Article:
Selling 3,246 fewer copies a week isn't that big a deal for a major newspaper like the Los Angeles Times. But for the Pasadena Star-News, it means an 8.5 percent drop in circulation.
The Star-News and other local papers in William Dean Singleton's MediaNews Group chain followed the lead of the Times earlier in the year in boosting newsstand prices. Now they are paying the price.
And unless these smaller papers are able to beat the big boys handily on local coverage, they may be on the ropes.
"Small papers that have a fairly distinct market for themselves and this would not include most of those around Los Angeles clearly are safe," said John Morton, president of Morton Research Inc., a newspaper consulting firm. "The papers that conceivably could be in danger are those that are under the umbrella of a larger, dominant daily like the Los Angeles Times."
For the six-month period ended Sept. 30, overall average weekday circulation fell by more than 100,000 for L.A.'s daily papers compared with the like-year earlier period, according to figures released last week by the Audit Bureau of Circulations. And while the bigger papers can handle the loss, it hits the small dailies hard.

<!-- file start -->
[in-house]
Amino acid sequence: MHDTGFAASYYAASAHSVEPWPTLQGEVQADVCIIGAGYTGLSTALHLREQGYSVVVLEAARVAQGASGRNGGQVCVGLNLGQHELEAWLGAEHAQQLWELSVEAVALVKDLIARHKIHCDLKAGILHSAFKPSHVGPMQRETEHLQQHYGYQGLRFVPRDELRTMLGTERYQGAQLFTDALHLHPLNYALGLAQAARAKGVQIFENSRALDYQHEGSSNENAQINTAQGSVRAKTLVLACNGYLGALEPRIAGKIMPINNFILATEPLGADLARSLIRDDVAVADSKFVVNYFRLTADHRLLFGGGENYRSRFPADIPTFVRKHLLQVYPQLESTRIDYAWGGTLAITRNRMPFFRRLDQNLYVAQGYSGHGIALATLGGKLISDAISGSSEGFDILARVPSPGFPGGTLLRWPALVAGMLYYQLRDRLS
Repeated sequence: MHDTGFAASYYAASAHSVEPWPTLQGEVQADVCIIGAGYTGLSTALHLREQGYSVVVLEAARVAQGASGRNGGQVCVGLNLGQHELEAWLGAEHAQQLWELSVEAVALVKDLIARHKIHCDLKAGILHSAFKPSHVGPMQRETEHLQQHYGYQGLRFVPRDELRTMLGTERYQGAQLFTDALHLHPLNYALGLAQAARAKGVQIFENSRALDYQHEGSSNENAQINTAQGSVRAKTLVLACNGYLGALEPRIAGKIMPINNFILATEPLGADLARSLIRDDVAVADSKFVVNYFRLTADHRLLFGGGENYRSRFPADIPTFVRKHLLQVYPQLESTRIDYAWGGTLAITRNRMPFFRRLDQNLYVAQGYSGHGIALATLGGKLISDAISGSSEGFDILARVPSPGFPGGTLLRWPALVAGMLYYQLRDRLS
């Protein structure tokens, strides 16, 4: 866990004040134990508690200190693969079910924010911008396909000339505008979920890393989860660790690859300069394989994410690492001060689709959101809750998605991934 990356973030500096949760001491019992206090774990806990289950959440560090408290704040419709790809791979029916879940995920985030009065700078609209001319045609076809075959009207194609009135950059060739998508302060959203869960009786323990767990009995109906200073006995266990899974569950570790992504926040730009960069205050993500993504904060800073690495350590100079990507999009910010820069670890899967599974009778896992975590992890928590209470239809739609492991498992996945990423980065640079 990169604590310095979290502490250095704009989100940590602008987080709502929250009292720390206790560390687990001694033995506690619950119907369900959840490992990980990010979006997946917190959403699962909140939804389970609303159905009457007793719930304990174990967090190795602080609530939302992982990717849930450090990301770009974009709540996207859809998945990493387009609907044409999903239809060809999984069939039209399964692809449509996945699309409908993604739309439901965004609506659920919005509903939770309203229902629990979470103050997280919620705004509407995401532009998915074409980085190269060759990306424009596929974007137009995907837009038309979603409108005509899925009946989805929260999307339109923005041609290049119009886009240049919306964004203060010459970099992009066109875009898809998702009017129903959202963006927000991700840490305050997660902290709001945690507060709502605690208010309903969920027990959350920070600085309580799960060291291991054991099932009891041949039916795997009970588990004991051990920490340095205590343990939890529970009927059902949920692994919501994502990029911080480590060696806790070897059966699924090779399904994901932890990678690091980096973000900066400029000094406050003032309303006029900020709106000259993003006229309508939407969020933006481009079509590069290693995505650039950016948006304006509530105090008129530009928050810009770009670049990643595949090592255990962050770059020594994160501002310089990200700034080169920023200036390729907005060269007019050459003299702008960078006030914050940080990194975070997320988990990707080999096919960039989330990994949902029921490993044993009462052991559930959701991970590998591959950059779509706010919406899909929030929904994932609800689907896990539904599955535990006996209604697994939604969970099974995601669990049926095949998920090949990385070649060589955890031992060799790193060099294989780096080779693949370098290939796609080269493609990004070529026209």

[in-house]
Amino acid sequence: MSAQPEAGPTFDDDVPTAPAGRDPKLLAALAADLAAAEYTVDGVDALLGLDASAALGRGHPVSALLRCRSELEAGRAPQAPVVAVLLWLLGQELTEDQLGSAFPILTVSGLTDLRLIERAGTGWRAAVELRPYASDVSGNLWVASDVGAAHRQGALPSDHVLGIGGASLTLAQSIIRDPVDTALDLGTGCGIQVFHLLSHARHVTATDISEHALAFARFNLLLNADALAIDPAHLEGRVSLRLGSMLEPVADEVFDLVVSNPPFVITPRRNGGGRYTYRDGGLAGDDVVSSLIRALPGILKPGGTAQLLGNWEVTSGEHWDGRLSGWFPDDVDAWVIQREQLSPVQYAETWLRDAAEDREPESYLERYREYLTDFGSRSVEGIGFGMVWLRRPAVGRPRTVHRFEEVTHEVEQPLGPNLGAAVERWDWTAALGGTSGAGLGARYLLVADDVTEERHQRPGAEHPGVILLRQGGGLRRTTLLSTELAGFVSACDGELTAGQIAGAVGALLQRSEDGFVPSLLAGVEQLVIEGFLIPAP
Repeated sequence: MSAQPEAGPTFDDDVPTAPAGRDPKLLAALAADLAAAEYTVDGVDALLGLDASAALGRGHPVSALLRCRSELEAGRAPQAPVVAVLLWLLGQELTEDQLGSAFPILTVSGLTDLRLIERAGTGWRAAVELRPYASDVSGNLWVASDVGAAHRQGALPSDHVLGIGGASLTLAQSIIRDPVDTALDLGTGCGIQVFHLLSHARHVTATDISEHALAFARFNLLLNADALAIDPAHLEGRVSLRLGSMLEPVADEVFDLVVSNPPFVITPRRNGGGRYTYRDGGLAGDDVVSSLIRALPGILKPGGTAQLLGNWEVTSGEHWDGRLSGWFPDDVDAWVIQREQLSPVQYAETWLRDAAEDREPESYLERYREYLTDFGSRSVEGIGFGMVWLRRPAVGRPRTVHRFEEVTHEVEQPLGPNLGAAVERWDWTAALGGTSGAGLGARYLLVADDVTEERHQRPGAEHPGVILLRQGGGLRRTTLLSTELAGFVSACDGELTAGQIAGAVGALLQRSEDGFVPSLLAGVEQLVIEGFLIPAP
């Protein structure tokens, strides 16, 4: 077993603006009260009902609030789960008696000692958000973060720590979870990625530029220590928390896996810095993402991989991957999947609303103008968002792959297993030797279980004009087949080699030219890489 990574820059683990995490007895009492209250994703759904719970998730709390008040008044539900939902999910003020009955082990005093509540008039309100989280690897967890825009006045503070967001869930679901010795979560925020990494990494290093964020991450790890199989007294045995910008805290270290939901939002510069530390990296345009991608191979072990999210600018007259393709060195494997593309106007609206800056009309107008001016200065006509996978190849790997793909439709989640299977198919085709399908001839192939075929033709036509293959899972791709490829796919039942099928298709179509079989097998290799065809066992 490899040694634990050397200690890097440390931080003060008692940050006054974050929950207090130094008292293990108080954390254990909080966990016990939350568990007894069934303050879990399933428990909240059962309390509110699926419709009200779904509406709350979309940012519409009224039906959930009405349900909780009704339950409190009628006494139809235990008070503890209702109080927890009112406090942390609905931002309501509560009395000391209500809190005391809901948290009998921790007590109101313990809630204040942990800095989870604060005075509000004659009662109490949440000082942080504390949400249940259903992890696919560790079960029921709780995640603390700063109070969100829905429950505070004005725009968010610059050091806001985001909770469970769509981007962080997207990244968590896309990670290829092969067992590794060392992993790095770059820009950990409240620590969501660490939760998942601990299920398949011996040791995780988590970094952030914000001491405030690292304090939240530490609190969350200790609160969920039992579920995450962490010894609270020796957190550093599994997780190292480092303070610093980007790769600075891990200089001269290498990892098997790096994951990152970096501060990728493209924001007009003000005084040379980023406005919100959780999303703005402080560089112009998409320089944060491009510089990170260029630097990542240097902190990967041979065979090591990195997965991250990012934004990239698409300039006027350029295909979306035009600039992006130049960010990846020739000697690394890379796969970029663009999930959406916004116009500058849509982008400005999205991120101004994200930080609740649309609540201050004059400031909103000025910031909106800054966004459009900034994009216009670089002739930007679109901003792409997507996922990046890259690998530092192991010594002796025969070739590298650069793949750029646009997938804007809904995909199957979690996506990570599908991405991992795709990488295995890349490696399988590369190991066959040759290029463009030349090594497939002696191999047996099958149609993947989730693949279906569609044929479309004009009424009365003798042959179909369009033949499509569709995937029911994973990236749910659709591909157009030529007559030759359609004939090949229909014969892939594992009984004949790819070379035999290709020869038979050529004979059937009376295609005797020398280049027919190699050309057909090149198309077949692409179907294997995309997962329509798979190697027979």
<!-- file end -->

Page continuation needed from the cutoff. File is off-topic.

A price increase from 25 to 50 cents by the Times, whose daily circulation approaches 1 million, is widely regarded as the impetus for both price increases at the local papers and the resulting decline in readership.Strategic moves
The circulation drop even hit Copley Press Inc.'s Daily Breeze of Torrance, which did not raise its price. The paper's Monday-through-Saturday circulation fell nearly 7 percent, dropping to 79,883, ABC reported.
Circulation Director Charlie McManis attributed the decline to a recent shift in marketing strategy, which includes cutting back on short-term subscriptions and steep discounts to attract more loyal readers.
"We were constantly churning this short-term (subscriber) base and it was terribly expensive," he said. While it will take some time for the paper to make up the circulation loss, McManis said the revenue dip will be offset, to a certain extent, by savings on promotional costs.
Raising prices has a more significant impact in competitive markets like L.A. because readers have so many other options available to them, said John Murray of the Newspaper Association of America, a nonprofit group that represents some 2,000 publications in the U.S. and Canada.
So, was it a good idea to raise prices this year?
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